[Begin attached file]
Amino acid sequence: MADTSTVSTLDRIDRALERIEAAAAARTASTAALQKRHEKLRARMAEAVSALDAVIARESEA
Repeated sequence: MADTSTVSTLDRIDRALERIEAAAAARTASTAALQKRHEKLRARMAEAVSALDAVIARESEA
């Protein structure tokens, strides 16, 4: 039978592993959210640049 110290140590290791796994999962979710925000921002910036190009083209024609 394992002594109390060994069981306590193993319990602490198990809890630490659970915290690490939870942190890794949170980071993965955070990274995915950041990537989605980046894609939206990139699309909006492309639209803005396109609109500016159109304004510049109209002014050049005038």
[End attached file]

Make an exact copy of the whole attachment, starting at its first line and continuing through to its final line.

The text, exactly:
Amino acid sequence: MADTSTVSTLDRIDRALERIEAAAAARTASTAALQKRHEKLRARMAEAVSALDAVIARESEA
Repeated sequence: MADTSTVSTLDRIDRALERIEAAAAARTASTAALQKRHEKLRARMAEAVSALDAVIARESEA
């Protein structure tokens, strides 16, 4: 039978592993959210640049 110290140590290791796994999962979710925000921002910036190009083209024609 394992002594109390060994069981306590193993319990602490198990809890630490659970915290690490939870942190890794949170980071993965955070990274995915950041990537989605980046894609939206990139699309909006492309639209803005396109609109500016159109304004510049109209002014050049005038």